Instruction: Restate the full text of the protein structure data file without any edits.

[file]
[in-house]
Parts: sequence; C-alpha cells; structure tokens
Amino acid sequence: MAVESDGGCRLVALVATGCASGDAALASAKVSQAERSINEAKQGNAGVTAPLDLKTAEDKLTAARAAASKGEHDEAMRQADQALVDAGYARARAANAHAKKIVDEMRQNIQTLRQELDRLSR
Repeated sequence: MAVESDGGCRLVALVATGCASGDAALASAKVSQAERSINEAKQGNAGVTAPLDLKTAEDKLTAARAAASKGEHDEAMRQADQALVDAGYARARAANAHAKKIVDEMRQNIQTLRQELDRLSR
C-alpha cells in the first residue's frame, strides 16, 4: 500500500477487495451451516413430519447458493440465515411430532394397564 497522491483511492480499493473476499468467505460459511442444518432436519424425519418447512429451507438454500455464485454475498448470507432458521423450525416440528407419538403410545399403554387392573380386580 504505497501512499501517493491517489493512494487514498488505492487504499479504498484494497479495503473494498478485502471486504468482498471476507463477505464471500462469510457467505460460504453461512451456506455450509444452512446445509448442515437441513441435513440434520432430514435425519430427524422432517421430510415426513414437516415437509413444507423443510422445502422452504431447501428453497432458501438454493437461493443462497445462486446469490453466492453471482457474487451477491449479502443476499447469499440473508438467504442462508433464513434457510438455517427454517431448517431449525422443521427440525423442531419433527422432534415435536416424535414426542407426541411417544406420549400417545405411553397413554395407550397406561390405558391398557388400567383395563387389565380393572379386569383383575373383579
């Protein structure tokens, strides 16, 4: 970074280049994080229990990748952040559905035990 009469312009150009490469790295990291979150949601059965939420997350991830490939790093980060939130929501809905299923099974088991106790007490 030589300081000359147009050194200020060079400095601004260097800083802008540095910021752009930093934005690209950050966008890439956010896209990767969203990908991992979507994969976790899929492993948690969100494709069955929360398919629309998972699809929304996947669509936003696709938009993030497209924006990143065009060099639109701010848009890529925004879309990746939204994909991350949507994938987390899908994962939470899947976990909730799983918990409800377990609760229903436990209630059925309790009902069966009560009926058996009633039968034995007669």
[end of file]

[in-house]
Parts: sequence; C-alpha cells; structure tokens
Amino acid sequence: MAVESDGGCRLVALVATGCASGDAALASAKVSQAERSINEAKQGNAGVTAPLDLKTAEDKLTAARAAASKGEHDEAMRQADQALVDAGYARARAANAHAKKIVDEMRQNIQTLRQELDRLSR
Repeated sequence: MAVESDGGCRLVALVATGCASGDAALASAKVSQAERSINEAKQGNAGVTAPLDLKTAEDKLTAARAAASKGEHDEAMRQADQALVDAGYARARAANAHAKKIVDEMRQNIQTLRQELDRLSR
C-alpha cells in the first residue's frame, strides 16, 4: 500500500477487495451451516413430519447458493440465515411430532394397564 497522491483511492480499493473476499468467505460459511442444518432436519424425519418447512429451507438454500455464485454475498448470507432458521423450525416440528407419538403410545399403554387392573380386580 504505497501512499501517493491517489493512494487514498488505492487504499479504498484494497479495503473494498478485502471486504468482498471476507463477505464471500462469510457467505460460504453461512451456506455450509444452512446445509448442515437441513441435513440434520432430514435425519430427524422432517421430510415426513414437516415437509413444507423443510422445502422452504431447501428453497432458501438454493437461493443462497445462486446469490453466492453471482457474487451477491449479502443476499447469499440473508438467504442462508433464513434457510438455517427454517431448517431449525422443521427440525423442531419433527422432534415435536416424535414426542407426541411417544406420549400417545405411553397413554395407550397406561390405558391398557388400567383395563387389565380393572379386569383383575373383579
């Protein structure tokens, strides 16, 4: 970074280049994080229990990748952040559905035990 009469312009150009490469790295990291979150949601059965939420997350991830490939790093980060939130929501809905299923099974088991106790007490 030589300081000359147009050194200020060079400095601004260097800083802008540095910021752009930093934005690209950050966008890439956010896209990767969203990908991992979507994969976790899929492993948690969100494709069955929360398919629309998972699809929304996947669509936003696709938009993030497209924006990143065009060099639109701010848009890529925004879309990746939204994909991350949507994938987390899908994962939470899947976990909730799983918990409800377990609760229903436990209630059925309790009902069966009560009926058996009633039968034995007669």